Finally, after climbing down many tricky dropoffs, we got to the large pool bordered on both sides by vertical rock walls at least 30 feet high, a spot I had waded through in June. But on this frigid January morning I decided against wading. Jeff and Rich climbed up a nearby slope but would have needed a rope to descend to the other side of the pool. I stared up the opposite side of the canyon, looking for any possible way up and around the cliff. At that moment, Rich barked, "Dipper! Phil, it just flew 10 feet over your head!" I spun around to look, but by the time I knew where to look, the bird had already disappeared back upstream, out of sight. This was a pattern familiar to us from last June, the birds flying by, keeping out of view behind the many twists in the canyon. We started slowly back upstream. Twice more we had but brief glimpses of the bird as it retreated up the gorge. Then we perched atop a rock that afforded one of the longer views upstream, almost back to the nest site. Here, in nearly a half hour of waiting, I got a few seconds' view of the Dipper feeding normally, plunging into the water. As we continued up the creek, we finally saw the bird well a few times, though only very briefly, before it turned and flew back downstream. Along Pauma Creek, where the birds are so rarely exposed to people and have such abundant opportunities to conceal themselves, any kind of observation of their behavior would take far longer than a few hours' visit.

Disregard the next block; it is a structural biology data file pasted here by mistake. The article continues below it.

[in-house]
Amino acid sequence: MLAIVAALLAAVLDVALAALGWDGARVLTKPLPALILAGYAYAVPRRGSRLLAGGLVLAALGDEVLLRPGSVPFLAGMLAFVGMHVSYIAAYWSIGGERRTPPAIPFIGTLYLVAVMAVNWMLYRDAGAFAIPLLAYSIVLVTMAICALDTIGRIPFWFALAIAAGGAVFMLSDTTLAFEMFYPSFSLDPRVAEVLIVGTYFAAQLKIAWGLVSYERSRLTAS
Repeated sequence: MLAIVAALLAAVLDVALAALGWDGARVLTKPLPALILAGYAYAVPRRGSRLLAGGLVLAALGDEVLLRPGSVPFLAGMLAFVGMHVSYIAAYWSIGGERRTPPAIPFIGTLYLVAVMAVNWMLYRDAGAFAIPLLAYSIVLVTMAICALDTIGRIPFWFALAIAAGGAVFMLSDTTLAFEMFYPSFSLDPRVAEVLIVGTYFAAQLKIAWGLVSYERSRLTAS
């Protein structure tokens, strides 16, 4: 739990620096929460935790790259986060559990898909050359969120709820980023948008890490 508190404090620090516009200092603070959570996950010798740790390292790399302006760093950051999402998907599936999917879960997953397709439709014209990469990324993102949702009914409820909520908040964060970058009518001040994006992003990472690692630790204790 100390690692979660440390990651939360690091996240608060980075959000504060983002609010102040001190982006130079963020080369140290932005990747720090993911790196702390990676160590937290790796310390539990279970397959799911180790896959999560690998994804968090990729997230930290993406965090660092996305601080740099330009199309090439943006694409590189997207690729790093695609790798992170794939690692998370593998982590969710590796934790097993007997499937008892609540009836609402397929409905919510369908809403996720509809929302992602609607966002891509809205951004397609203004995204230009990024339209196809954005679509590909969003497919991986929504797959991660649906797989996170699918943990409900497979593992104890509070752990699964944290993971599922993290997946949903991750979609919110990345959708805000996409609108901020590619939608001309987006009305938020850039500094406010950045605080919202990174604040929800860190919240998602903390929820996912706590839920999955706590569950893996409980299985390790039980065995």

Gradually we regrouped at the foot of the trail. Jim and Craig had headed the farthest upstream and had encountered at least two Dippers, giving us a minimum count of three for the day. The other teams had seen a few more birds than Rich, Jeff, and I had, but not many. Kirsten had spotted a Townsend's Solitaire, but otherwise there was little of interest. One by one, we started heading back up the hill. Frequent rest stops were essential, but, with the aid of ropes all the way, not to mention cooler temperatures, the climb out proved far less arduous than it had in June. But another hazard lined the trail: poison oak, now leafless, almost blocked the way in places. As the twigs slapped my arms, I thought myself well protected by three layers of clothing….